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Control Theory

Control Theory doesn’t often come up in casual conversation. But it’s come up for me lately, quite a bit actually, and I still have a hard time getting a grasp on it.

Control Theory doesn’t often come up in casual conversation. But it’s come up for me lately, quite a bit actually, and I still have a hard time getting a grasp on it. My daughter’s boyfriend, John, is a Ph.D. student at UC Berkeley, in engineering, emphasis on Control Theory. While in school, he is researching possibilities for improvements in MRI machines, with professors from Stanford, Berkeley, SF State and various medical centers. We have pints and dinner on a semi-regular basis, and I ask a lot of questions. I understand most of what he does, but it isn’t easy stuff.

As best I can define it, Control Theory is a field of study that sits at the nexus of engineering and mathematics, in an effort to understand dynamic, complex systems. It involves logic, computation and feedback. It is both a means of understanding a system and a method of developing one. I do know John could go get a job at Google, design industrial robotics, continue in medical research or go teach. He’s an interesting guy. He goes backpacking, writes enough code to be dangerous, and he believes in driverless cars.

Then a couple of weeks ago, on a visit to Dayton, Ohio, and Wright-Patterson Air Force Base, I learned about Human Factors in Control Theory, complicating the matter even further! I was visiting the base for a story on research into Virtual Reality, and found myself in the center of the U.S. military’s Human Performance Wing, where they delve into psychoacoustic perception as a means of developing simulation technologies and understanding human response. Fascinating stuff.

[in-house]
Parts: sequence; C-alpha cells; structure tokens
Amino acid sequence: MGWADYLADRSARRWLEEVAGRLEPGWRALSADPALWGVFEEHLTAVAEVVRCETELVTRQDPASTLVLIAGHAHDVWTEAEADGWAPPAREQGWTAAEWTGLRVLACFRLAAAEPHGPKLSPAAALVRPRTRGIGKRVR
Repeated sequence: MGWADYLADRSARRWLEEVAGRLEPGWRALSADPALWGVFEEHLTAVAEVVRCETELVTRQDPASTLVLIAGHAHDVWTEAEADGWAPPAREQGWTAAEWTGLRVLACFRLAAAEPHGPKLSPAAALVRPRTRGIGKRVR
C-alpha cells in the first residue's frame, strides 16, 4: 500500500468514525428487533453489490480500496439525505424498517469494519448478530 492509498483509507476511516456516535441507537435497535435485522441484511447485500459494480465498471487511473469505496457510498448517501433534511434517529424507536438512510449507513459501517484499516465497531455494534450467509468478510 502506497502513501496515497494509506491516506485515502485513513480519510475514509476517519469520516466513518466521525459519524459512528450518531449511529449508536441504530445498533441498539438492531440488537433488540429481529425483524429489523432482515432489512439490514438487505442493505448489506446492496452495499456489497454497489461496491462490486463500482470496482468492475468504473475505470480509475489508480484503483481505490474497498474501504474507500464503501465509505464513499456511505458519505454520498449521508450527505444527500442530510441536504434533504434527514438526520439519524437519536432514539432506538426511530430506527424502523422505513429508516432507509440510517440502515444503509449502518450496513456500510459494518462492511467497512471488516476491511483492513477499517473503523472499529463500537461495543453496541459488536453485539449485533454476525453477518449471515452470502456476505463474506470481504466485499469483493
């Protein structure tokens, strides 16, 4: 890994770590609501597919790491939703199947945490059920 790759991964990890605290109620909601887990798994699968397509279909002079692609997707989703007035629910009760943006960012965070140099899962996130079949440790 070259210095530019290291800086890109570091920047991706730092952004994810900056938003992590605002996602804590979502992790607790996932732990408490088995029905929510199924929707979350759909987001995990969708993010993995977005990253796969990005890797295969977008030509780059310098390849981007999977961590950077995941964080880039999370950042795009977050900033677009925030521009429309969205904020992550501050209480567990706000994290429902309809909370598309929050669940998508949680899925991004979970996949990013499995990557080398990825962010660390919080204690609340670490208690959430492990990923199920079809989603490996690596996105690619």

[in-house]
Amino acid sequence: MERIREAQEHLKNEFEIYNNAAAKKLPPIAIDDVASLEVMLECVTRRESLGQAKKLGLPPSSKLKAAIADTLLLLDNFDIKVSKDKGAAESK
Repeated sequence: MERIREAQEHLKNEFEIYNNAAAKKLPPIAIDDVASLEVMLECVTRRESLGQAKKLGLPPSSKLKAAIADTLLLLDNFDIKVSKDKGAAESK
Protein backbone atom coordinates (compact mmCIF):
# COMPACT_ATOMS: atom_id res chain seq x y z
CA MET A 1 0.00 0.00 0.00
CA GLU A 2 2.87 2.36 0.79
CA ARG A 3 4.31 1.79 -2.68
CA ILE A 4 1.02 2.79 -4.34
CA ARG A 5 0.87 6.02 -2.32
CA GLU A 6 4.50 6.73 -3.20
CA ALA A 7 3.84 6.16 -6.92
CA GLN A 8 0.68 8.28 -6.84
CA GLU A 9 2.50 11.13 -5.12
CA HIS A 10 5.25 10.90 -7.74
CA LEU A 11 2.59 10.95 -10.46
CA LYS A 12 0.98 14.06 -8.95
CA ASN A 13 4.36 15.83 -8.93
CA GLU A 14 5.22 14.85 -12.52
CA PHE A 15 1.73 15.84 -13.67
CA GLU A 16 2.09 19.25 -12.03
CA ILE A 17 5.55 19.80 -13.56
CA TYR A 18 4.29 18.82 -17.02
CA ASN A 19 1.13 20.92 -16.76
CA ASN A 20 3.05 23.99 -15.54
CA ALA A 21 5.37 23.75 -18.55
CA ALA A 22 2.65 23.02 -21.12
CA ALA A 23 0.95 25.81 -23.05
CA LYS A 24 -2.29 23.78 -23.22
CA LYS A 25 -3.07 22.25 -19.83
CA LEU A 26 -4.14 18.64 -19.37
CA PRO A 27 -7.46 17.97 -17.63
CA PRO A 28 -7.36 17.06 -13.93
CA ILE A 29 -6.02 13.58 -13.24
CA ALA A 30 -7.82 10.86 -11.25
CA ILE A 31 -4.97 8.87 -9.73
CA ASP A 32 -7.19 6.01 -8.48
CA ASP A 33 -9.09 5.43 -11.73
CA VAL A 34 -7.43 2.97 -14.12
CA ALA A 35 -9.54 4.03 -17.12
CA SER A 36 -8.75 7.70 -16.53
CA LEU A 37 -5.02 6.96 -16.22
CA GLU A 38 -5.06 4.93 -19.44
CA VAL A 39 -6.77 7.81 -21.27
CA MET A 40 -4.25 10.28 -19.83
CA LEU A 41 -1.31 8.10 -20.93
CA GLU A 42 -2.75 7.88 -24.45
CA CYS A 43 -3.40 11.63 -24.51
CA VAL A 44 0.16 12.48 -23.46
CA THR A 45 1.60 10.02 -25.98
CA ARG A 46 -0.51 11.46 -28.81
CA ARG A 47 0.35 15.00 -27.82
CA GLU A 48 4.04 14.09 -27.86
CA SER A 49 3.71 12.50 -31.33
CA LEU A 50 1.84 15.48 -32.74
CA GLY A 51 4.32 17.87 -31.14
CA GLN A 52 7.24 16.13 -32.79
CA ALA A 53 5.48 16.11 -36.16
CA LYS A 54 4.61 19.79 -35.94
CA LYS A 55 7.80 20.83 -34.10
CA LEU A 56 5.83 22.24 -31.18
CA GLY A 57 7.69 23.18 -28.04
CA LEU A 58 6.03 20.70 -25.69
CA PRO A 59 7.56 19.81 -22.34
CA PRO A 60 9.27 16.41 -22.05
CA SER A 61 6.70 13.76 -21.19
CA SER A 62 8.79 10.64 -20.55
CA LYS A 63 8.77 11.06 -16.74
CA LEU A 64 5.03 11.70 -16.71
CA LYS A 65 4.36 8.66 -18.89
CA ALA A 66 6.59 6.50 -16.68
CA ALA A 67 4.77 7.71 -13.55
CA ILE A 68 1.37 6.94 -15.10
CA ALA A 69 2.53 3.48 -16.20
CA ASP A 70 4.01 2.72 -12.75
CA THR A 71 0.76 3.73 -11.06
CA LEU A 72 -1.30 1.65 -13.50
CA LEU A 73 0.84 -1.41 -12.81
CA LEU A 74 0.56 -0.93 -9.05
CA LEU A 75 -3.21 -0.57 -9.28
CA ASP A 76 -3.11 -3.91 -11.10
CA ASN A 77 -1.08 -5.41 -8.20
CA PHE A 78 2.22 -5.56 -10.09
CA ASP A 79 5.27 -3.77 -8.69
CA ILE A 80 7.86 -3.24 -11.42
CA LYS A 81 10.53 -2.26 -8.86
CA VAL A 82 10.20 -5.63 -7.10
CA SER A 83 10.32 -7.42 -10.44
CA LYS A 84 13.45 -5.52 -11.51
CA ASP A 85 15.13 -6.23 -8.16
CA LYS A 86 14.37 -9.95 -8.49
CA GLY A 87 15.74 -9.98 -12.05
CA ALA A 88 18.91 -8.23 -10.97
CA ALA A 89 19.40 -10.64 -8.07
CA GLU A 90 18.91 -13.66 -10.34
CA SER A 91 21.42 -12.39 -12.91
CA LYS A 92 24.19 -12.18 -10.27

There are five-wall and three-wall CAVEs, 270-speaker spherical cages hanging in anechoic chambers, and a number of audio labs with test speakers on the walls and ringing the interiors. The research is conducted in conjunction with Wright State University and led by a couple of passionate audio engineers: Robert Gilkey, a longtime VR professional now at WSU, and Brian Simpson, a former gigging guitar player from St. Louis who is now a civilian researcher on the base. You’ll read more about them in a coming issue of Mix.

I was visiting Dayton and Wright-Pat at the invitation of longtime family friend John Flach, a professor of psychology and engineering at Wright State. John was a student of my father’s back in the early 1970s and has gone on to get a doctoral degree in psychology and the near-equivalent in engineering, specializing in Human Factors, essentially a subset but integral part of Control Theory.

Human Factors involves Science and Mind and Behavior. He’s done research into perception for pilots, and he’s designed user interfaces for doctors to access medical records quickly, then show a patient how behavior changes the diagnoses. Essentially, he injects the human into the complex system. He also studies how decisions are made. He has a few academic texts out on Human Factors, the latest a more accessible one titled What Matters. John does not believe in driverless cars.

While in Dayton, I also learned a whole lot about the Wright Brothers, the poster-boys of Control Theory and Human Factors. Our grade-school classes didn’t do the brothers nearly enough justice. They didn’t invent flight; others were working on it, too. Their genius—and their patents—was in figuring out how to control the plane.

So as I drove back from Dayton to Bloomington, I started thinking about all the times we use the analogy of an audio engineer being in “the cockpit,” at the console. On the Human Factors scale, an audio engineer is not that far removed, either literally or figuratively, from a pilot. The amount of complex technical and subjective data coming all at once. Sounds at all frequencies, becoming a whole. Metering, perception and taste. Choices. It’s all there, just with audio sources rather than visual sources coming through the glass.

Tom Kenny, Editor